The Muslim chaplain who once was accused of mishandling classified material and other charges, only to have the case against him fall apart, said yesterday that he is resigning from the Army.
Capt. James J. Yee, who was arrested while posted to the military prison at Guantanamo Bay, Cuba, to minister to suspected al Qaeda and Taliban fighters held there, said the Army's handling of its case against him "irreparably injured my personal and professional reputation and destroyed my prospects for a career" in the Army.
Yee, a 1990 graduate of West Point, said in a statement released by his lawyer that he had asked to be discharged next January.
Yee was arrested after several hours of interrogation on Sept. 10, 2003, at the Naval Air Station in Jacksonville, Fla., after flying from the Guantanamo Bay Navy base, where he had been assigned for the previous 10 months. The next month he was charged with mishandling classified information after authorities found maps of the Guantanamo prison and information about detainees in his possession. FBI and Defense Department officials indicated that they were investigating whether Yee also had committed more serious offenses, and court documents included a variety of serious accusations of espionage. Yee was held in solitary confinement at the Navy brig in Charleston, S.C., for more than two months.
But the case against Yee soon began to fall apart. Eventually the military dropped all criminal charges against him, but it still pursued accusations growing out of the investigation that he had committed adultery and stored pornographic images on a government computer. He was reprimanded for those lesser offenses, but that ruling was thrown out on appeal.
"I have waited for months for an apology for the treatment to which I have been subjected, but none has been forthcoming," Yee said in the statement released by his attorney, Eugene R. Fidell. The Army has given no indication that it will apologize to Yee, Fidell said.
The Army had no comment on Yee's case. A spokesman for the U.S. Southern Command, which oversees the base at Guantanamo Bay, referred questions to the Army base at Fort Lewis, Wash., where Yee is now posted. An Army spokesman there said he could not comment because he had not received confirmation that Yee had submitted a letter of resignation.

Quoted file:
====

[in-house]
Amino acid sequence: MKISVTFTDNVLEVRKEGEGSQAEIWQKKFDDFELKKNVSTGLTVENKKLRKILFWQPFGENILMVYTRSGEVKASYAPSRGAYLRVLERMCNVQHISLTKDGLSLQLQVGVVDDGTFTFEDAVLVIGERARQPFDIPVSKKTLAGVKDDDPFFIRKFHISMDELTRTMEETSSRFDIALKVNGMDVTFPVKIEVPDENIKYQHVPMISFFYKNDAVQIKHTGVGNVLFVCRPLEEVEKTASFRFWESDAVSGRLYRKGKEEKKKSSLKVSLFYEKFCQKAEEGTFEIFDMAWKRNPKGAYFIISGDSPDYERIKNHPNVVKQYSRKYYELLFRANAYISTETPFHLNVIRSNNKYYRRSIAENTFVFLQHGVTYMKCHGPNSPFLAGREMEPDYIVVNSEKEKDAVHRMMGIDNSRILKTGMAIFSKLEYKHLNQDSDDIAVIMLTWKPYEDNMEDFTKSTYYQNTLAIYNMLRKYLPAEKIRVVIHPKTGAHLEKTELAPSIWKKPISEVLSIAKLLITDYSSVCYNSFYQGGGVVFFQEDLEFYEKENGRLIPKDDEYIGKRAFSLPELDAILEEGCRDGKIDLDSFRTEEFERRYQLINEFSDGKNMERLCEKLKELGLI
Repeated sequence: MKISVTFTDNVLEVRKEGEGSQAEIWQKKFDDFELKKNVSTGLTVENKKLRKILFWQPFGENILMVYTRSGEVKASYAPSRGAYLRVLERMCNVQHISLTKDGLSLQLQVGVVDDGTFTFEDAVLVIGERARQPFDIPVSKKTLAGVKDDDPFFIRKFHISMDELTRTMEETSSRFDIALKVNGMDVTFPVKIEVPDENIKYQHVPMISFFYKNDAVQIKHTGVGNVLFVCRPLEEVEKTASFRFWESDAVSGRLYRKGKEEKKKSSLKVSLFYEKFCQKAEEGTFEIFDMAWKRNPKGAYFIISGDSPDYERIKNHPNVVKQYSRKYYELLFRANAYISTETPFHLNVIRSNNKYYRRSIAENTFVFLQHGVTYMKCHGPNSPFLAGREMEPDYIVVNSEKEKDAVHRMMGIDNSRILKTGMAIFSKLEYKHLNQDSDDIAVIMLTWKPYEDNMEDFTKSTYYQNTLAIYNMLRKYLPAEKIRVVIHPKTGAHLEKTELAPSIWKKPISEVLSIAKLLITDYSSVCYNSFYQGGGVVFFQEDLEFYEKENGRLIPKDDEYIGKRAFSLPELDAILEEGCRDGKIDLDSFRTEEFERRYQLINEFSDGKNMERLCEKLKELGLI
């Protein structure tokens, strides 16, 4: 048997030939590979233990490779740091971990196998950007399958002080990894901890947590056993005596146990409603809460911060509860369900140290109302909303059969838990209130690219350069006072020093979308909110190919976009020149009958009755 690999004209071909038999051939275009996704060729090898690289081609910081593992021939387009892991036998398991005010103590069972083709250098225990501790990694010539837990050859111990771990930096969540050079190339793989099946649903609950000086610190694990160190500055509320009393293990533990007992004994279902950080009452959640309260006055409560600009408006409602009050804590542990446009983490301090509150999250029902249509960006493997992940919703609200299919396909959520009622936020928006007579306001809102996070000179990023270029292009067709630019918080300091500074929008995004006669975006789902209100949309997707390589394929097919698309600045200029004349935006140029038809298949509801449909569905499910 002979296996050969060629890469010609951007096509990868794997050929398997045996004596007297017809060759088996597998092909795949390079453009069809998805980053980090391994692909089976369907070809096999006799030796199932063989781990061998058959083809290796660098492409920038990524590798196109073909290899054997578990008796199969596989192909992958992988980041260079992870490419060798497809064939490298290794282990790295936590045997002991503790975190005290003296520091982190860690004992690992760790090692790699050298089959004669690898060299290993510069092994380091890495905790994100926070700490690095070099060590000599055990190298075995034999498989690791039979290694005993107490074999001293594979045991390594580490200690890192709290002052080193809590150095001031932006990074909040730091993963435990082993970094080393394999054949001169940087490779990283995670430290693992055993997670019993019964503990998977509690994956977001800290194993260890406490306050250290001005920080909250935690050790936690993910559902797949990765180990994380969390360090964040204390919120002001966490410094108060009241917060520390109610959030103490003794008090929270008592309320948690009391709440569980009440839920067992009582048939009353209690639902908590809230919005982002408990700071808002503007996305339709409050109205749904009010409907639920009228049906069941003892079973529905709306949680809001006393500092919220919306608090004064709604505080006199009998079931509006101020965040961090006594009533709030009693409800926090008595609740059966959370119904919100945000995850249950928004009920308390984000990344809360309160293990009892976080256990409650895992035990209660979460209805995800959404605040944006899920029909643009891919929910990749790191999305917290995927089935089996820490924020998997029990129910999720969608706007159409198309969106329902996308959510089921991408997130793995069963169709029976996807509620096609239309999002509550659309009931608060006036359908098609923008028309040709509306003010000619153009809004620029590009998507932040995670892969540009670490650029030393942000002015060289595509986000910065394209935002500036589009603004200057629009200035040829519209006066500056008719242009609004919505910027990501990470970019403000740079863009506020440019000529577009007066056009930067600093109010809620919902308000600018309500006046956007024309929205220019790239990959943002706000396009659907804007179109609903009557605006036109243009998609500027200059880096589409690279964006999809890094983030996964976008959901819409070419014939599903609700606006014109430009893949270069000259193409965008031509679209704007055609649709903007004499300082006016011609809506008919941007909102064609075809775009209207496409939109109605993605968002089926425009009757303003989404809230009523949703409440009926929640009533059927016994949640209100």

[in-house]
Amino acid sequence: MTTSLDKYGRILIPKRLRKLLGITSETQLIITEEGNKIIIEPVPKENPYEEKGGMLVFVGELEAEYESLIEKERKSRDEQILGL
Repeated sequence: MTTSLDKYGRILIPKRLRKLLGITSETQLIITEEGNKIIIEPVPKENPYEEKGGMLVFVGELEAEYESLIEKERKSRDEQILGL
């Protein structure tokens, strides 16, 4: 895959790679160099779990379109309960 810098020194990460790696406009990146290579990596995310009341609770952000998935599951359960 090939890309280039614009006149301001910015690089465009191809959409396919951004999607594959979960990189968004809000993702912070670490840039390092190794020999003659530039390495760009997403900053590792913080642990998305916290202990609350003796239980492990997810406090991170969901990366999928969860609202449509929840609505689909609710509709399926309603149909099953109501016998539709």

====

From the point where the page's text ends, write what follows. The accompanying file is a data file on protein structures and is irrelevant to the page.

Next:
Yee grew up a Lutheran in New Jersey and after graduating from West Point commanded a Patriot missile battery. He converted to Islam after serving in Saudi Arabia after the 1991 Persian Gulf War. He then left active duty and studied Islam in Syria. In the late 1990s, he rejoined the Army as a Muslim cleric.
Yee intends to finish a master's degree in international relations at Troy State University and may then pursue a doctorate, Fidell said.
"I think his case is going to resonate with people for a long time, because the basis for his 76 days of solitary confinement remains unexplained," Fidell said when asked about the impact of the case. "This case leaves you scratching your head. How could an officer be put in solitary confinement for 76 days, and then the case crumbles?"
Scott Silliman, a specialist in national security law at Duke University, essentially agreed with that summary, saying the Yee case will be remembered as an instance of the military bringing charges without adequately investigating the matter. He said he worries that such premature action may be characteristic of some military lawyers during wartime.